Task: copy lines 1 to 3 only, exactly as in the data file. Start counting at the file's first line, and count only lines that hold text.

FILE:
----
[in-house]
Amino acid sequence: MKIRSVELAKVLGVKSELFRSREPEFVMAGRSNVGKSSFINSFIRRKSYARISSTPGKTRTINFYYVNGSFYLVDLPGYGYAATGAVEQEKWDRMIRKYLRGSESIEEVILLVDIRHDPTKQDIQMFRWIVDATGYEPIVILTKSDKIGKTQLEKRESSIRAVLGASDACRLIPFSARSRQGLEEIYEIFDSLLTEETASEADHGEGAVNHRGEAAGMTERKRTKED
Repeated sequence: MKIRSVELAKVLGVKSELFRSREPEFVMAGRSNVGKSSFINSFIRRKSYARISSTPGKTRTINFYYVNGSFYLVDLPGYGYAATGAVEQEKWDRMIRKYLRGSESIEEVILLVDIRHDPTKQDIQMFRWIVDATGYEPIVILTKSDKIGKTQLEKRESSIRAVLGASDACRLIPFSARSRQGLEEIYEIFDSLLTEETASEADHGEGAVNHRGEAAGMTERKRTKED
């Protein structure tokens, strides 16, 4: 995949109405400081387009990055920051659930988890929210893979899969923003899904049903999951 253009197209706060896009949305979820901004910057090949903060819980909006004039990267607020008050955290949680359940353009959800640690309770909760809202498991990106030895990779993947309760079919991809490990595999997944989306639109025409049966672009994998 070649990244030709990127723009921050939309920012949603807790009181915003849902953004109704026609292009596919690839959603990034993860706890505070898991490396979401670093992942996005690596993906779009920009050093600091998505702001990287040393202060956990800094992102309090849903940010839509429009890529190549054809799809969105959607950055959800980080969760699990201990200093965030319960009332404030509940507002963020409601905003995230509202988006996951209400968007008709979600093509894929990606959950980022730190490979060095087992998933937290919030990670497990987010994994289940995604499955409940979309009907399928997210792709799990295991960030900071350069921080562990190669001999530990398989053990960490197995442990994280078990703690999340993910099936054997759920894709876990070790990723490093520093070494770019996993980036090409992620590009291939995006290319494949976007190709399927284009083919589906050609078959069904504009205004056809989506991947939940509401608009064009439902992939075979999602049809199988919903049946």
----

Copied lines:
[in-house]
Amino acid sequence: MKIRSVELAKVLGVKSELFRSREPEFVMAGRSNVGKSSFINSFIRRKSYARISSTPGKTRTINFYYVNGSFYLVDLPGYGYAATGAVEQEKWDRMIRKYLRGSESIEEVILLVDIRHDPTKQDIQMFRWIVDATGYEPIVILTKSDKIGKTQLEKRESSIRAVLGASDACRLIPFSARSRQGLEEIYEIFDSLLTEETASEADHGEGAVNHRGEAAGMTERKRTKED
Repeated sequence: MKIRSVELAKVLGVKSELFRSREPEFVMAGRSNVGKSSFINSFIRRKSYARISSTPGKTRTINFYYVNGSFYLVDLPGYGYAATGAVEQEKWDRMIRKYLRGSESIEEVILLVDIRHDPTKQDIQMFRWIVDATGYEPIVILTKSDKIGKTQLEKRESSIRAVLGASDACRLIPFSARSRQGLEEIYEIFDSLLTEETASEADHGEGAVNHRGEAAGMTERKRTKED